For quite a while now, we’ve been changing the way we make decisions for WooCommerce core. This affects how we think what’s important for the plugin, what features we want to add and how to determine what’s important for the future in general. This blog is the next step in this process. We want to give some more insight to everyone using and developing on the WooCommerce platform. This is the place, where you will get the opportunity to make decisions with us.

Starting the development cycle for WooCommerce 2.2 (which we’ll start after 2.1 is released, more on that later), we’ll be using the full potential of this blog. Until that day, we’ll be using this blog mainly for communication about WooCommerce 2.1 and the final bits and pieces that need to be done before we can feel confident it’s good enough to release it.

New release schedule

In previous versions, we basically had no real roadmap. We had a long list of features that we really wanted to be in WooCommerce core, but it was very hard to actually get that list done in a reasonable time. It has taken us 8 months to go from the release of WooCommerce 2.0, to being as close to finishing everything for WooCommerce 2.1 as we are today.

WooCommerce has become one of the major players in the field of eCommerce. With well over 1.5 million downloads of our core plugin and over 200 premium extensions for sale on our site alone, it’s safe to say that we’re experiencing some amazing growth.

It’s obvious something needed to change in the way we plan our releases and determine what goes in a release and what not. That’s why we’re going to make our releases smaller, but also more frequent. We want to focus on shipping three new releases of the WooCommerce plugin each year, where each release contains a smaller number of new features and enhancements. This doesn’t mean that our releases will be boring, it just gives us more time to dedicate to each new feature and make sure the releases are secure and reliable.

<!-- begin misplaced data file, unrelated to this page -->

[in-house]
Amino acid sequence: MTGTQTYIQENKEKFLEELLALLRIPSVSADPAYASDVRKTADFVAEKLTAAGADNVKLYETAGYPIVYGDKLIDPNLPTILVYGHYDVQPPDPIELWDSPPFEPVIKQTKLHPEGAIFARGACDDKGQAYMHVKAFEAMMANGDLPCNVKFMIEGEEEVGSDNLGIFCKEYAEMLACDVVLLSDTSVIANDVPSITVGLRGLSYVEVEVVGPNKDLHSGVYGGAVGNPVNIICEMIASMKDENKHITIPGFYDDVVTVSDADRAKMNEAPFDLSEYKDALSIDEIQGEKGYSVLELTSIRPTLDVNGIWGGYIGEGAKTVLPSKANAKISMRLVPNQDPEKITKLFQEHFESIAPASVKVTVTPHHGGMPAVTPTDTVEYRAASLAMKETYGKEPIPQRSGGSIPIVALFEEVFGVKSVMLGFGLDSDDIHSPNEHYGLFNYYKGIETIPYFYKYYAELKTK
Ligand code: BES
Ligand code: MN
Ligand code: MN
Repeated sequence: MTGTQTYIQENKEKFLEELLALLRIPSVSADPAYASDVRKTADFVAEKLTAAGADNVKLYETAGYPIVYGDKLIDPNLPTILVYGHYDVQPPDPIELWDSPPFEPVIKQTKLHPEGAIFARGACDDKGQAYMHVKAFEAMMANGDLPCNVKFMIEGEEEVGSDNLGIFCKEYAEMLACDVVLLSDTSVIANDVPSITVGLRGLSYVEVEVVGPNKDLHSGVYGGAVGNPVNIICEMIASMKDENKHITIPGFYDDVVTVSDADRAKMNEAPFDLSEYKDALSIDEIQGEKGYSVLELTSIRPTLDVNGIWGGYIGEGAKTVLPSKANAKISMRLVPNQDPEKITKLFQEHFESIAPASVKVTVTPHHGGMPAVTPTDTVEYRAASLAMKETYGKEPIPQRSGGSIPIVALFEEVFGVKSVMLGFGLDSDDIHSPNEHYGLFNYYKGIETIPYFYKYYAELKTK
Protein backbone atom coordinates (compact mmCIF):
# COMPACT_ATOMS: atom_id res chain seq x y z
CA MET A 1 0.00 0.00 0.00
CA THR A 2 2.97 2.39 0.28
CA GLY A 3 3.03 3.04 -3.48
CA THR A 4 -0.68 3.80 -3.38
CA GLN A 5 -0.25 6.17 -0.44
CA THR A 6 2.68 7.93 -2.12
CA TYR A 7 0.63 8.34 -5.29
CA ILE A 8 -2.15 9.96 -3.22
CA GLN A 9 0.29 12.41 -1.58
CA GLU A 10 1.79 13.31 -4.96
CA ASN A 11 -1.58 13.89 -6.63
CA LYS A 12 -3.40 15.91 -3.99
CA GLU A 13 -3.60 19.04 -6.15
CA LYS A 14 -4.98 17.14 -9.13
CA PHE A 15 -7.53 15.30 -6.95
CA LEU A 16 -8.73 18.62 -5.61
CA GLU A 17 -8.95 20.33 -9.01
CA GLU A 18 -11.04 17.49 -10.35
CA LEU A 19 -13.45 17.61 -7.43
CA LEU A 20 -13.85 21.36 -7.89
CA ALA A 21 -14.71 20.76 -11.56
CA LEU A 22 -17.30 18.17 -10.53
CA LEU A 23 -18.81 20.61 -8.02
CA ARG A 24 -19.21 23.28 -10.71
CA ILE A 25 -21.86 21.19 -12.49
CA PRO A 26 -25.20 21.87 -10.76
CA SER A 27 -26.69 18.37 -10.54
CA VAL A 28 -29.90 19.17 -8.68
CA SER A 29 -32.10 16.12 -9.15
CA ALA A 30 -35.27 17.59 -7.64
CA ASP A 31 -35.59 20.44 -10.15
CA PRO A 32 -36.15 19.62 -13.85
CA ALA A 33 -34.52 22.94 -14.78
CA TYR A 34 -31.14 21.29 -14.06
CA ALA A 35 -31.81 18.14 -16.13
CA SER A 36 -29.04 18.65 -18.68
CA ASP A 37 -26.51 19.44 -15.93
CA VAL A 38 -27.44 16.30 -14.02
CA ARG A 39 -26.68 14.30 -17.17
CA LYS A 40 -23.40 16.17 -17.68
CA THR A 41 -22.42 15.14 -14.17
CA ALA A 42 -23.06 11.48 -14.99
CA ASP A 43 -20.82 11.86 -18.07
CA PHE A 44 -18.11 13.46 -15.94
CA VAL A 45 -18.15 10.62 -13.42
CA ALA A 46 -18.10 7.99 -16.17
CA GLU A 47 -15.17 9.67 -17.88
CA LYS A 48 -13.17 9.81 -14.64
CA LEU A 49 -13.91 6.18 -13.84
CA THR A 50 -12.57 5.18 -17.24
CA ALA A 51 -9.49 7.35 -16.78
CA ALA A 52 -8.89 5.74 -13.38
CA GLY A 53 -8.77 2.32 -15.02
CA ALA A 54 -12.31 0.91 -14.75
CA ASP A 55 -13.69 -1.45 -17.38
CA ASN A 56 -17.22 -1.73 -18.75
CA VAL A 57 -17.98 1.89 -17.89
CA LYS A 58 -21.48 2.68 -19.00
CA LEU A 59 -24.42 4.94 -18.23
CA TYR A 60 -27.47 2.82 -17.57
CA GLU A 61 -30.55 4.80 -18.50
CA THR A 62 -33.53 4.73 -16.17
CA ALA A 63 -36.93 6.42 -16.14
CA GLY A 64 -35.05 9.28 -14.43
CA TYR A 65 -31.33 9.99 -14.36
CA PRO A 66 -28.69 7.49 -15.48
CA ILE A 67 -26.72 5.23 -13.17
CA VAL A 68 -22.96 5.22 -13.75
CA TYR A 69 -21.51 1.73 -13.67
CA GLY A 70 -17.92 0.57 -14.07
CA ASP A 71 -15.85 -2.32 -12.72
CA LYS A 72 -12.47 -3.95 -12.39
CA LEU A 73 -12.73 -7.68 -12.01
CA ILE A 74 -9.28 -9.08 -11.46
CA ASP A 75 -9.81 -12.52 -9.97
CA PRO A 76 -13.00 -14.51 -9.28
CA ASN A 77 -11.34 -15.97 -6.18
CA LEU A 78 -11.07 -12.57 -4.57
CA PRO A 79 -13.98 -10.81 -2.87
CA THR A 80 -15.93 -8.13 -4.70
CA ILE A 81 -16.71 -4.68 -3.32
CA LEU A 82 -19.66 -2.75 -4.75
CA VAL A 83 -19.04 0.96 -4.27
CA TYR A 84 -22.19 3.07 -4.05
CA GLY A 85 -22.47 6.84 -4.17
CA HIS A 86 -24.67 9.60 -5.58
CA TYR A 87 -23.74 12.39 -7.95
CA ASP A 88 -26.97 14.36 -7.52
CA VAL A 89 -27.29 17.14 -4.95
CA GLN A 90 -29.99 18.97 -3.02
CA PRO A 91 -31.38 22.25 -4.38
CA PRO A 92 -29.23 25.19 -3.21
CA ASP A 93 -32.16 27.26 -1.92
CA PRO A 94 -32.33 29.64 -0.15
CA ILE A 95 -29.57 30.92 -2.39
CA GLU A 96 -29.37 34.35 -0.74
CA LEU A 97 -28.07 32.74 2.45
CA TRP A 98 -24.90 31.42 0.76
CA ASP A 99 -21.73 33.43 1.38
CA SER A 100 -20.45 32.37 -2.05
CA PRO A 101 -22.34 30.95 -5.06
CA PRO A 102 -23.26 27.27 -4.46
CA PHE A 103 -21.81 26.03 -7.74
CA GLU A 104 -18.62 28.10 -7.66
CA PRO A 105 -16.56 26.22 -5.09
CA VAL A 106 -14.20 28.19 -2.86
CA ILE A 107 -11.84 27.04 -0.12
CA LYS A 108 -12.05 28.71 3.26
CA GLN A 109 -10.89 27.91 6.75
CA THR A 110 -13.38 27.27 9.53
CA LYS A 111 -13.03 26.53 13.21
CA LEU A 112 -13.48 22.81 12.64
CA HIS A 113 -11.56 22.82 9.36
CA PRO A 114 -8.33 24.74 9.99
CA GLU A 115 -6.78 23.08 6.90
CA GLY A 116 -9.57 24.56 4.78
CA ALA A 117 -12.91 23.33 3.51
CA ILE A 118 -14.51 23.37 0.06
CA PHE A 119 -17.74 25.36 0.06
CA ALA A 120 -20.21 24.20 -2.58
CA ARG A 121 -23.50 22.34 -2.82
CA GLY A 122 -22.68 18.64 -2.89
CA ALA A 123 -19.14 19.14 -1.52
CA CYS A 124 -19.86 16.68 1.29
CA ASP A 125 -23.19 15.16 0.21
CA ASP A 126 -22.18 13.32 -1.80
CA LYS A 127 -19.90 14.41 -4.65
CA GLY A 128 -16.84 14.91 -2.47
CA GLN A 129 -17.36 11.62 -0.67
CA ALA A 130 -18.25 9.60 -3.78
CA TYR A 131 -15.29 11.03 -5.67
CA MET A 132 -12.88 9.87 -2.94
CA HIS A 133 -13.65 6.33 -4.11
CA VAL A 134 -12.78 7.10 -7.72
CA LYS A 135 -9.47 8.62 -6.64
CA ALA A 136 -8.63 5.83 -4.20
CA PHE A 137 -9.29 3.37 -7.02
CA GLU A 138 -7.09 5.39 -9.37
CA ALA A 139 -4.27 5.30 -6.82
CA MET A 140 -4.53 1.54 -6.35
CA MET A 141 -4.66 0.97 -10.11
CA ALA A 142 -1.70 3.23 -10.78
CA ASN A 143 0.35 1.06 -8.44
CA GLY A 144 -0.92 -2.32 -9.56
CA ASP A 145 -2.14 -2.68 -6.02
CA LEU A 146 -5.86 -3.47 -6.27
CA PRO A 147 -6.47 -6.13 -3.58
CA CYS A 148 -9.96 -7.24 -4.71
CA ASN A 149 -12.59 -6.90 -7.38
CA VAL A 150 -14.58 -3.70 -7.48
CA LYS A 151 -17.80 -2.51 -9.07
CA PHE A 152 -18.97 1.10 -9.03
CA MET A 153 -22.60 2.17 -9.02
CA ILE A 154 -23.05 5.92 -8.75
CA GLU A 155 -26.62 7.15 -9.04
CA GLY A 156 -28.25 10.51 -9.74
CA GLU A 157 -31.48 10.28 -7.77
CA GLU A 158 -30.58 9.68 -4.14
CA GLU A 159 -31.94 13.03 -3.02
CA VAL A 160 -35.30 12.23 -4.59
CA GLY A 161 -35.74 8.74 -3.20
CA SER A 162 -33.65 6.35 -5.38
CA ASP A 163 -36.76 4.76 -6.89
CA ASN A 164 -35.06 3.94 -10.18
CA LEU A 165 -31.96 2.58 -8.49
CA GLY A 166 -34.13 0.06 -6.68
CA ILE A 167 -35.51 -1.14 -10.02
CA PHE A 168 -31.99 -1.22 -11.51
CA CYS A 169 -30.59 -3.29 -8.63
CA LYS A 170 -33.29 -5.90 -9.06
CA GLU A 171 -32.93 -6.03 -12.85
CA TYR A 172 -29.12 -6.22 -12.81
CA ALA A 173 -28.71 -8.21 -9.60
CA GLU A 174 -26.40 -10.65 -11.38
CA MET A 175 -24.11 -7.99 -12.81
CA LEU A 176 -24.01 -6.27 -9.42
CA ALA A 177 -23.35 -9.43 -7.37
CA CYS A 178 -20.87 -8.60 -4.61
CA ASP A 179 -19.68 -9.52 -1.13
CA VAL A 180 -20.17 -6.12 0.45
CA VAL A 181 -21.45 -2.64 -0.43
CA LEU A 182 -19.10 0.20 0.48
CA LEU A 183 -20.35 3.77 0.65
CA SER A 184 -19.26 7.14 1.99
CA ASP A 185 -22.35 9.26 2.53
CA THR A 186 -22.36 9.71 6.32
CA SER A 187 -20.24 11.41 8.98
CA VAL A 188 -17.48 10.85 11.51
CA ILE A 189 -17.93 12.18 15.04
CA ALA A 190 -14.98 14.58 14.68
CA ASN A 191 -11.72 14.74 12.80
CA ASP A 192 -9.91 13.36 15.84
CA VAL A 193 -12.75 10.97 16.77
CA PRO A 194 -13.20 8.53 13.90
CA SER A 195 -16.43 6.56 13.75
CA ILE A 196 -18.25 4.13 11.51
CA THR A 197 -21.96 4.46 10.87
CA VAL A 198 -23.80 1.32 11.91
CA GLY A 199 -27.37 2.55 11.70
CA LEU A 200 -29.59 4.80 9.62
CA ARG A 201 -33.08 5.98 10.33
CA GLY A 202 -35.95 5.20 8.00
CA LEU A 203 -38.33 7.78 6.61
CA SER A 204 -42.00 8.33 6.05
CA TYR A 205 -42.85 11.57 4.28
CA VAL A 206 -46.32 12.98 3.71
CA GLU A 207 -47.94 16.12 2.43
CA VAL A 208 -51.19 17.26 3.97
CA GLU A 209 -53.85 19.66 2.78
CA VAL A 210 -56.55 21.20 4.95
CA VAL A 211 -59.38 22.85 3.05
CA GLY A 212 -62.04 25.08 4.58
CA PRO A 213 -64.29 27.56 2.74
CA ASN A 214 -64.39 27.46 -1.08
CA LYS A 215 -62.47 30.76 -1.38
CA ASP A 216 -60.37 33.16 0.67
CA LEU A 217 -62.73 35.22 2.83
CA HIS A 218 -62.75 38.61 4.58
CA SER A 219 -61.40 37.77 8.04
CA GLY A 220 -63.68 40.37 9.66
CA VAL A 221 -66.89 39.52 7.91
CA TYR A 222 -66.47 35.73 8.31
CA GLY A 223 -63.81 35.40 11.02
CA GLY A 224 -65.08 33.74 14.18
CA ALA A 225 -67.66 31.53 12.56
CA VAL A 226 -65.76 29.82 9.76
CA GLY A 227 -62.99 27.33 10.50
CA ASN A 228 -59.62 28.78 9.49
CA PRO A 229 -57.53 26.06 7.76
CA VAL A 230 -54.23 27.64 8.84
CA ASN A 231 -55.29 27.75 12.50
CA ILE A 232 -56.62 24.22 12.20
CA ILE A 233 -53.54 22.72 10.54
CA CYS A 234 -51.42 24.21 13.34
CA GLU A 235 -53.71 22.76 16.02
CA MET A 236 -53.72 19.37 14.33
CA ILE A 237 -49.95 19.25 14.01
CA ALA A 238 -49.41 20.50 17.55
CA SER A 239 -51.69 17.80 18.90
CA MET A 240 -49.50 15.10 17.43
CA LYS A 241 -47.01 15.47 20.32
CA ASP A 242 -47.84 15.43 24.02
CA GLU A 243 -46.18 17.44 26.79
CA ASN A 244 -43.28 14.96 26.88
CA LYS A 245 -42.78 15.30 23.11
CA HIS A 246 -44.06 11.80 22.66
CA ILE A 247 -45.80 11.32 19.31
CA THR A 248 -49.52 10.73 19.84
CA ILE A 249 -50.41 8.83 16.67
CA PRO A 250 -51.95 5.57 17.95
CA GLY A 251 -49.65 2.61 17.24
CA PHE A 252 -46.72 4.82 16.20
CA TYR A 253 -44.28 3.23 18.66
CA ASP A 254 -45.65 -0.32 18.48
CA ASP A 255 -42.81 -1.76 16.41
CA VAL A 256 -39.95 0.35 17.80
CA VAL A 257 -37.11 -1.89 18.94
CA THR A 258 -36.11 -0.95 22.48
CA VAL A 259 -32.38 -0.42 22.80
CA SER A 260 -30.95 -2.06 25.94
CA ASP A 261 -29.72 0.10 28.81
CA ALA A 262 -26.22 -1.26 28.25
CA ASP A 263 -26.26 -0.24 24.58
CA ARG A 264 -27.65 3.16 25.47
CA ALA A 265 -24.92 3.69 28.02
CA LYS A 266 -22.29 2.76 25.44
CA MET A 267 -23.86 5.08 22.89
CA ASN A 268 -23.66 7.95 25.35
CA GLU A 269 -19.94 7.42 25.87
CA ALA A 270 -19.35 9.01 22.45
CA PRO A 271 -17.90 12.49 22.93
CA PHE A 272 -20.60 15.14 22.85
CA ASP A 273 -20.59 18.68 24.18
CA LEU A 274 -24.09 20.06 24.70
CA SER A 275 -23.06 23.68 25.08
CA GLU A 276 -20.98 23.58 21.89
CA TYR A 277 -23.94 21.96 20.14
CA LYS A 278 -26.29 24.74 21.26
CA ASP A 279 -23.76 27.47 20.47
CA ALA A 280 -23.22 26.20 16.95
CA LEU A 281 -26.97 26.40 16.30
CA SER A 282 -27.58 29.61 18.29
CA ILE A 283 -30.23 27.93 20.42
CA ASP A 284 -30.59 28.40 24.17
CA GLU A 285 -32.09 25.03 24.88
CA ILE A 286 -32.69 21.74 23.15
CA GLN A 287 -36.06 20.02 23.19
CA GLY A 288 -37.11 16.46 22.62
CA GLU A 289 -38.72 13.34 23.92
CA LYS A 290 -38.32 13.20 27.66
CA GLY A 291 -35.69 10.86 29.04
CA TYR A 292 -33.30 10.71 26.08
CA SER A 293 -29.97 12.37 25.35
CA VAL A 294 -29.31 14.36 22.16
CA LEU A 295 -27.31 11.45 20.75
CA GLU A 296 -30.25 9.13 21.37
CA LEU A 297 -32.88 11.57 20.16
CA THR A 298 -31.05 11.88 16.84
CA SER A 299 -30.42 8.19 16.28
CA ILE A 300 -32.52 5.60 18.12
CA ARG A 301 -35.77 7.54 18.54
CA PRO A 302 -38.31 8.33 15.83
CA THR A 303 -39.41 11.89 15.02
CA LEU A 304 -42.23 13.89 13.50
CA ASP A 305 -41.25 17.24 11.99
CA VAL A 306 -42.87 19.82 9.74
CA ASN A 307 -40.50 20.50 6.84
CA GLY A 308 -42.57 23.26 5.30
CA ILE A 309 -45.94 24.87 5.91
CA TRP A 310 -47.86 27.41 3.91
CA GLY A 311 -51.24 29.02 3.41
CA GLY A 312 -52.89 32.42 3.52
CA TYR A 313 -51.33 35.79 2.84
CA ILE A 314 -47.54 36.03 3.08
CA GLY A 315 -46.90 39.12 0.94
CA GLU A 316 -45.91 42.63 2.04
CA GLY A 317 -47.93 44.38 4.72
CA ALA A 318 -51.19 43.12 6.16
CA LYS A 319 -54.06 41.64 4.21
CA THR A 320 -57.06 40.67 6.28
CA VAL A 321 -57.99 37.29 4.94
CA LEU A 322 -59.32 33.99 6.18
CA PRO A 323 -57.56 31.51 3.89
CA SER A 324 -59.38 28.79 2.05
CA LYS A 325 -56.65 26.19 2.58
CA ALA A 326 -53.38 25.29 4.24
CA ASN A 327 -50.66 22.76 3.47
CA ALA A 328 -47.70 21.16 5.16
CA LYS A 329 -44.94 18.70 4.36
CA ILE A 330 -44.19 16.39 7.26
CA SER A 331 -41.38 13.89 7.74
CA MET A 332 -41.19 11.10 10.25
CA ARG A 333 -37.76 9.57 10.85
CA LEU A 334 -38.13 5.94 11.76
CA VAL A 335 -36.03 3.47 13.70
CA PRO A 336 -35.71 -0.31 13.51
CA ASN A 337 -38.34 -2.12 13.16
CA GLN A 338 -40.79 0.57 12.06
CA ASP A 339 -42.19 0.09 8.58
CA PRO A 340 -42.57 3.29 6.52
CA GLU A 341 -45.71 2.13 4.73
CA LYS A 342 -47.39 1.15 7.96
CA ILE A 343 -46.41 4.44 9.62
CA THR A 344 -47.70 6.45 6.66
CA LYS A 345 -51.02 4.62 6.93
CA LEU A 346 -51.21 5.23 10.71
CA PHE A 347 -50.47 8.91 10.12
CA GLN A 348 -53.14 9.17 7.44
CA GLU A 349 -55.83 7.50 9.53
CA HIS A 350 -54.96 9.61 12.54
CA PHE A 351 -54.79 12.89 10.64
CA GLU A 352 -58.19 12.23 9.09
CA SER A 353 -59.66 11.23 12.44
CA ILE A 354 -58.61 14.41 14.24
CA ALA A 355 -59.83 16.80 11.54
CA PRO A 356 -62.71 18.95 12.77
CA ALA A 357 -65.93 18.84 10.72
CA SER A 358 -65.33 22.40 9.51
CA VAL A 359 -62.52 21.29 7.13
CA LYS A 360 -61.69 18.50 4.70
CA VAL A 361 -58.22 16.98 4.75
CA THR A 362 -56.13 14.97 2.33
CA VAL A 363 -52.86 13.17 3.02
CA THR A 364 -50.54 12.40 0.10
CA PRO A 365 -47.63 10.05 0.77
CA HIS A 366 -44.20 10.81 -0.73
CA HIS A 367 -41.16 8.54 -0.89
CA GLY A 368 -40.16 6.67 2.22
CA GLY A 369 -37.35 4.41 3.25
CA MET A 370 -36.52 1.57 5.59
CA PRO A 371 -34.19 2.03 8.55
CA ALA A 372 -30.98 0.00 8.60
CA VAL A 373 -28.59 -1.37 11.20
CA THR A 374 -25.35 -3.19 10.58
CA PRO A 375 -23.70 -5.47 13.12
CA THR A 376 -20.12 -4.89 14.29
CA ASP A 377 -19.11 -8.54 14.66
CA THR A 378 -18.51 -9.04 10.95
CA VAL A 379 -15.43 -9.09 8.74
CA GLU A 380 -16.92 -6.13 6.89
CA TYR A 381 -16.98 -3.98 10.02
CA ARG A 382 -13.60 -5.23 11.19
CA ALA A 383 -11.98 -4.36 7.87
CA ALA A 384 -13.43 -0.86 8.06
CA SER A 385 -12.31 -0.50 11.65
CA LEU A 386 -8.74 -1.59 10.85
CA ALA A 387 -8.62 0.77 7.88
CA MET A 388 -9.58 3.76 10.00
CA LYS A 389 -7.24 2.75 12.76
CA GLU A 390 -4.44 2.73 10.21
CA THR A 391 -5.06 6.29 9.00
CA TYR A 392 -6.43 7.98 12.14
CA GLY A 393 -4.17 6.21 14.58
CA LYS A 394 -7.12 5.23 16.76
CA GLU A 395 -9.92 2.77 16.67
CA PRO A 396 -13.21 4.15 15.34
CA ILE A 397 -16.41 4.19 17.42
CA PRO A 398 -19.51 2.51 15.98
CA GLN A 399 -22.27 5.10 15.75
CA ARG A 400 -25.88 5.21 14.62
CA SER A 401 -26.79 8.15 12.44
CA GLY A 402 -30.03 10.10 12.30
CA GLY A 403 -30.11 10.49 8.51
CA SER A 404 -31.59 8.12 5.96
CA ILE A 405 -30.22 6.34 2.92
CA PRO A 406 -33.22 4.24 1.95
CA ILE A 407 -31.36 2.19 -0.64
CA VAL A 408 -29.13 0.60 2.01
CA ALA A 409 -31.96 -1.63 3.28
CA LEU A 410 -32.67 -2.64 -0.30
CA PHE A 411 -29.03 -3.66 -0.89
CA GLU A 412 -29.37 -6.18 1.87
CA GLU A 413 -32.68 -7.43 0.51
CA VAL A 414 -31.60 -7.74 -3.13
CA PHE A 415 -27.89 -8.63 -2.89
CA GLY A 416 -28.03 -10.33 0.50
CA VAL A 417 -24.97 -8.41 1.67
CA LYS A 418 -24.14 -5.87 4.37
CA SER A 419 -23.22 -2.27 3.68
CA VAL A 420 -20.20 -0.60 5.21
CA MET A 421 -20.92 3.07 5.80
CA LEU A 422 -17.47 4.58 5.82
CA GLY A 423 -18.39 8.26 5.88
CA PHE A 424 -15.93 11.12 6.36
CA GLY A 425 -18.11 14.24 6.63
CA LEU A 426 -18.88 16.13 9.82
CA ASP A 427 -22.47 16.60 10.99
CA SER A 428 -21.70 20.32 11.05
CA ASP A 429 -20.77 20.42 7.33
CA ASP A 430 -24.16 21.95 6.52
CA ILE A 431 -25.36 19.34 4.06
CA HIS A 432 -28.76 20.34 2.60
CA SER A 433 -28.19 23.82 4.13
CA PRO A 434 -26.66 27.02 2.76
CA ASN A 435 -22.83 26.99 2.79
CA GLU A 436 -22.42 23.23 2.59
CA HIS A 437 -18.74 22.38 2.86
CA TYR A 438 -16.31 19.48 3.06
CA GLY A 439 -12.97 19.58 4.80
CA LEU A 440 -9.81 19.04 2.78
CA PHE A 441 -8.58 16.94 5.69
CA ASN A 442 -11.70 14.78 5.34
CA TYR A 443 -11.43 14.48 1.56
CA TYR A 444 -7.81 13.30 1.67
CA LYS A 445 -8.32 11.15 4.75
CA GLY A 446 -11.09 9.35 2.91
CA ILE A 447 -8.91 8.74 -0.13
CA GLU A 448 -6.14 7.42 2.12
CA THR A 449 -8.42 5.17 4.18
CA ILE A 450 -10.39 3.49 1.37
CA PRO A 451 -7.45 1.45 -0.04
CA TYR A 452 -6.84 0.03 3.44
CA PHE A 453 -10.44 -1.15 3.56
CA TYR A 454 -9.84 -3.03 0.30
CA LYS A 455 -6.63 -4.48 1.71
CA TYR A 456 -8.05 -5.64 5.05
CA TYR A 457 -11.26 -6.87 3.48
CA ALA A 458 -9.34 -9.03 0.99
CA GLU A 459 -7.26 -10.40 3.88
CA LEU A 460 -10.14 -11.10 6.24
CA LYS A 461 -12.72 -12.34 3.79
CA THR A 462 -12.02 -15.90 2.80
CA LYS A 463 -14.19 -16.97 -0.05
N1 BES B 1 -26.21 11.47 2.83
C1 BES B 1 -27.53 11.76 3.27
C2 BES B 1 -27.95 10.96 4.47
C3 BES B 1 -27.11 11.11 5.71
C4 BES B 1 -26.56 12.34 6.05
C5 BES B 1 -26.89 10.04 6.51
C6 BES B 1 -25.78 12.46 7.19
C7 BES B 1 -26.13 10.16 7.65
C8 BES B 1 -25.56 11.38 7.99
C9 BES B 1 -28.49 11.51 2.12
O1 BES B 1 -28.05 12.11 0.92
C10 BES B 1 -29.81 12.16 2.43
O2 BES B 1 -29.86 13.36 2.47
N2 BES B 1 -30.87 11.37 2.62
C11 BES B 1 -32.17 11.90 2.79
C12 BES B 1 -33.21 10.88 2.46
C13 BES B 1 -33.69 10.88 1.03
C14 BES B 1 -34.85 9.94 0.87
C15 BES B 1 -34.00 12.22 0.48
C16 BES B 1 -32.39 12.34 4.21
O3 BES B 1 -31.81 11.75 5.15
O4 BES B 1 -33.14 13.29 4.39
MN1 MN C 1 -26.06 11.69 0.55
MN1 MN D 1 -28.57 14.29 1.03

As more people have come to rely on the WooCommerce plugin, we feel this is the right decision to stay on top of everything. We want to make sure our plugin continues to be one of the best choices when it comes to eCommerce on the WordPress platform.

WooCommerce 2.1 and beyond

We want to have the first beta of WooCommerce 2.1 available by the end of this month. Yes, that soon.

We did the first beta of WooCommerce 2.0 right before Christmas, which was not a good idea. People are spending time with their families and enjoying the holidays, nobody has time for testing some beta release of a plugin. That’s why we want to release the first beta a couple weeks earlier this time. We’ll still be in the beta phase during the holidays, but hope to release the first release candidate in early January 2014.

Depending on how smooth the testing goes, how many bugs there are to squash and how well we’ve been keeping our documentation up to date, we’re keen to release the final of WooCommerce 2.1 as early in 2014 as possible. After that, we can focus on our new release strategy, starting with version 2.2.

We’ve already started putting together a list of new features for version 2.2, which will give us a head start in developing that release. This gives a good impression of how ‘small’ we want future releases of the WooCommerce plugin to be. There will still be a couple more enhancements to be added, but this is it when it comes to larger changes.

Get involved, start contributing

Not only did we want everyone developing on the WooCommerce platform an opportunity to have a say in what happens in the plugin, we’re also hoping this will inspire some of you to start more actively contributing. It has been pretty hard to track what we’re doing with the plugin, with our vague roadmap and growing list of issues for each release. So we hope that this blog will be a big help in staying on top of what’s happening within the WooCommerce ecosystem.

As you might have noticed, we’re having some people outside of our team take the lead in developing new features already. Max Rice is implementing the REST API (issue #4055) as we speak and Brent Shepherd is developing the “Add Payment Method” feature (issue #4054), both going in WooCommerce 2.1 still.

We hope to have more people involved in the future, in the same way as these two issues have evolved. In the near future, we’ll be offering more resources and opportunities for everyone willing to help out, to step in and get more active in contributing to WooCommerce core.

Excited? So are we!

We realise that this is just the start of this blog and that it will take time for it to really prove it’s value. In the coming days and weeks, we’ll be sharing more information here already as we get closer to the first beta of WooCommerce 2.1. This is an exciting new way for us to stay in touch with everyone involved with WooCommerce and give some insight in our processes.

We’re looking forward to start improving the WooCommerce plugin, with all of you helping out. Stay tuned to this blog and let us know what we can do to improve this whole process in the comments below!